JACKSONVILLE, Fla. - It's been more than ten months since 15-year-old Lizzy Ross was hit and killed by a car while walking from her home on Alden Road to Sandalwood High School. Her grandmother, Cynthia Weiss, is incredulous that no crosswalks existed in the area then, or now.

"I really think the City needs to consider the kids’ safety," Weiss said Friday, lamenting that as another school year begins, only elementary schools in Jacksonville are required to be considered school zones for traffic purposes.

"There’s a lot of neighborhood kids that walk. Okay, they have crossing guards for the elementary," she noted.


Lizzy lived at her family's apartment on Alden Road, only about 1,000 feet from school property. Weiss said Lizzy had been a proud member of the color guard and was striving to finish high school ahead of schedule.

Although the point where the 15-year-old sophomore tried to cross might not be considered a typical location for a crosswalk, indeed there are no crosswalks on any of the perimeter roads or corners surrounding Sandalwood. Weiss pointed to the closest one she knows.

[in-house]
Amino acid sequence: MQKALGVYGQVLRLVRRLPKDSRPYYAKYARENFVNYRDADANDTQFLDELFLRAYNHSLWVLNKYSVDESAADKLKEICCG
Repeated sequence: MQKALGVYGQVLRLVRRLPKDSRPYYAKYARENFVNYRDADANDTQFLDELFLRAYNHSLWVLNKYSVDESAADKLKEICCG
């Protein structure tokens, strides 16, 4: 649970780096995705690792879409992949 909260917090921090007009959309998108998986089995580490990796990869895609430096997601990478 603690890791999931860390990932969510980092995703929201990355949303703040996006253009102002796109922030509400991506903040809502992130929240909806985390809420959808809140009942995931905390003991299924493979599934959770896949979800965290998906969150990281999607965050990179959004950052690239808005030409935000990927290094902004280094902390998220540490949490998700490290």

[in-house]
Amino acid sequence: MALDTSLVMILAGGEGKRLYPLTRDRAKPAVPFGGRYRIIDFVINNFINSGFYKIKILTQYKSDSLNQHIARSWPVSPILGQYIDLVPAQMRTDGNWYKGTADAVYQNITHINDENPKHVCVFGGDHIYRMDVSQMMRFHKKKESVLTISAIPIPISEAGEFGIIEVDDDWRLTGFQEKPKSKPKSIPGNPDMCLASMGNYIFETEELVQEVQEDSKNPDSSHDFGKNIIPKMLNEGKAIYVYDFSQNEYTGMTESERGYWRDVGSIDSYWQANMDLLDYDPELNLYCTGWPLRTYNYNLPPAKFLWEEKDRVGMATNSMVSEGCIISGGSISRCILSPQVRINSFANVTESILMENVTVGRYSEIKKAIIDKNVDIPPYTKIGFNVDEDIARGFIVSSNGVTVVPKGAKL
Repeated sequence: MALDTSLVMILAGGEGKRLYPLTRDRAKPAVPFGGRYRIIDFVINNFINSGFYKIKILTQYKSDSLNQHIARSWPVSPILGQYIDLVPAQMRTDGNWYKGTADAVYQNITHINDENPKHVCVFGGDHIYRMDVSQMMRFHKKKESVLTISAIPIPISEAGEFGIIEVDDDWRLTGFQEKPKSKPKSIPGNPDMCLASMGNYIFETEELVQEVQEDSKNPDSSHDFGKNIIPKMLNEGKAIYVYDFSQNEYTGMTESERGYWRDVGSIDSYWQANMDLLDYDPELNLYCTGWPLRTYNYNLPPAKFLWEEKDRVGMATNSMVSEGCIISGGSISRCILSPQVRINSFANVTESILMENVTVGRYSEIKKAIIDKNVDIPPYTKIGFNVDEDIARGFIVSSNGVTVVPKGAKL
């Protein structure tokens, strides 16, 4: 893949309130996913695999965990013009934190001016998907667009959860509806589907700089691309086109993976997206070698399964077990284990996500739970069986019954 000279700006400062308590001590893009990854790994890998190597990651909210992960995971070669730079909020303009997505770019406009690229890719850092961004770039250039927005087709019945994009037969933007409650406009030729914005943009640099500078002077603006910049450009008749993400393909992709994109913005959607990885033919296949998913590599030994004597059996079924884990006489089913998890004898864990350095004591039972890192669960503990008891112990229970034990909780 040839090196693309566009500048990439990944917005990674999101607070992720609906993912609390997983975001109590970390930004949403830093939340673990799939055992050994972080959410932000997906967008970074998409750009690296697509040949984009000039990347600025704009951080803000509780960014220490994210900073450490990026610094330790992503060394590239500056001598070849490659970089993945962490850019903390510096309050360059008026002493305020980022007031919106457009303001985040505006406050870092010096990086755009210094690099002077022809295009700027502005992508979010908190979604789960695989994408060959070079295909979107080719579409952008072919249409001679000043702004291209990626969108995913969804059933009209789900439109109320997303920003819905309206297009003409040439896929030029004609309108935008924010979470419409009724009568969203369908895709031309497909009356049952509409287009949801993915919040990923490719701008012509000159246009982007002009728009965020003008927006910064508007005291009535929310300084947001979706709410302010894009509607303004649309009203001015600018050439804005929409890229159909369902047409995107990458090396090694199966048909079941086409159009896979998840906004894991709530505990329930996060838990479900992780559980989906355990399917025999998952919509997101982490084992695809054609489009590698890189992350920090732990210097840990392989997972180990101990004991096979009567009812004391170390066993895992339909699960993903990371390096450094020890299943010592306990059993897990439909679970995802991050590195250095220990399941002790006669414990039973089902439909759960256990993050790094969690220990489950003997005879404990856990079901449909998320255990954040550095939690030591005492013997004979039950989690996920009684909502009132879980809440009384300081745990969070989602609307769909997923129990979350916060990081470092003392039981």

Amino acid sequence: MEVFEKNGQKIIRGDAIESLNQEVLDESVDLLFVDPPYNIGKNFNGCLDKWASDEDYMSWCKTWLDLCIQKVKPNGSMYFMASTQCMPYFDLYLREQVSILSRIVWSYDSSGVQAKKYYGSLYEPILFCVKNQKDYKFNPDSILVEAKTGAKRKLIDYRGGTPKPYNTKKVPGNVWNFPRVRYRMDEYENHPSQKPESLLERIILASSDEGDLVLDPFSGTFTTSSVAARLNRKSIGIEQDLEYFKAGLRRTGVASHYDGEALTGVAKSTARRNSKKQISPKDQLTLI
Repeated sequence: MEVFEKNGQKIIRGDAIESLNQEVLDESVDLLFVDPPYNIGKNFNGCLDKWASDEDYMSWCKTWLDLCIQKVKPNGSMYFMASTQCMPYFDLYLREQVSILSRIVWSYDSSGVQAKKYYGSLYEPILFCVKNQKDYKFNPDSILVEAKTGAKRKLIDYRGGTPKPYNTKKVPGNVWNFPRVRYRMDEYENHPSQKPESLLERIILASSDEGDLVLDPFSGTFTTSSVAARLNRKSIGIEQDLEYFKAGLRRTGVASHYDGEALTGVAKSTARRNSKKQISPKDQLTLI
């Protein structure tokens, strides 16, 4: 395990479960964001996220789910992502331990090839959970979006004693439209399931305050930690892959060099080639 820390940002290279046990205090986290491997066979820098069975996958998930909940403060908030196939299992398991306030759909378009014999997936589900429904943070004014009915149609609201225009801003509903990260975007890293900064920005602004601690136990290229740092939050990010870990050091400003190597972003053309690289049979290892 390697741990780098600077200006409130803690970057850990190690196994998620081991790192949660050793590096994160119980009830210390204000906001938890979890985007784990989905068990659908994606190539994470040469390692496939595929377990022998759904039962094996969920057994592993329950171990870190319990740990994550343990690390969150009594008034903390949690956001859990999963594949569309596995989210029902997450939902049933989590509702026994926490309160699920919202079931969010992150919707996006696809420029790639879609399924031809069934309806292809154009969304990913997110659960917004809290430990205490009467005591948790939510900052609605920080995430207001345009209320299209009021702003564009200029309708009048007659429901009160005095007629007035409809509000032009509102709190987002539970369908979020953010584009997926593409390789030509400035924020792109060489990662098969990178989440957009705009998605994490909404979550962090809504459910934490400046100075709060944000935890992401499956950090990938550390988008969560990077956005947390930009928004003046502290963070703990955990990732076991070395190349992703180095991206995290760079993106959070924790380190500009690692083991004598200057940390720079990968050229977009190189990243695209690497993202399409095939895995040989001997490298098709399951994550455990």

"For this one, there’s a crosswalk all the way down there at the light," she said, pointing under the Interstate 295 overpass to an intersection about a quarter-mile away in the opposite direction from the school.

Weiss did talk with school officials, not knowing the school district can't make rules or decisions about traffic near school properties. She acknowledged that she has no idea whether Lizzy would still be alive if a crosswalk had been accessible.

Scene on Alden Road, where 15-year-old Lizzy Ross was fatally hit while walking to school Oct. 17, 2016 (PHOTO: FIRST COAST NEWS)

"I honestly can’t answer that question," she said.

But as a new school year dawns, she affirmed her belief that other lives might be saved in the future by what she believes would be a small expenditure.

"To put in the crosswalks for these children, for their safety, will not cost the City a lot of money for that paint," she said.